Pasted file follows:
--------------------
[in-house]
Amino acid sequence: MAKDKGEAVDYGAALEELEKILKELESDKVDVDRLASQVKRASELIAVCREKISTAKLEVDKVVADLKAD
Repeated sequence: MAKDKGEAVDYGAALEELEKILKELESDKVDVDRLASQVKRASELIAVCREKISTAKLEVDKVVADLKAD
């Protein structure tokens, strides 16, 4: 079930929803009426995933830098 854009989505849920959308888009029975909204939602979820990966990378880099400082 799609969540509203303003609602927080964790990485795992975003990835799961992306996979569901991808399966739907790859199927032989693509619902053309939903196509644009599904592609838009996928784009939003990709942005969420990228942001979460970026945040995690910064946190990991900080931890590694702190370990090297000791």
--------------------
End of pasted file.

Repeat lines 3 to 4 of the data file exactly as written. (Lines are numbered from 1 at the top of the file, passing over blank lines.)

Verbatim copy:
Repeated sequence: MAKDKGEAVDYGAALEELEKILKELESDKVDVDRLASQVKRASELIAVCREKISTAKLEVDKVVADLKAD
């Protein structure tokens, strides 16, 4: 079930929803009426995933830098 854009989505849920959308888009029975909204939602979820990966990378880099400082 799609969540509203303003609602927080964790990485795992975003990835799961992306996979569901991808399966739907790859199927032989693509619902053309939903196509644009599904592609838009996928784009939003990709942005969420990228942001979460970026945040995690910064946190990991900080931890590694702190370990090297000791």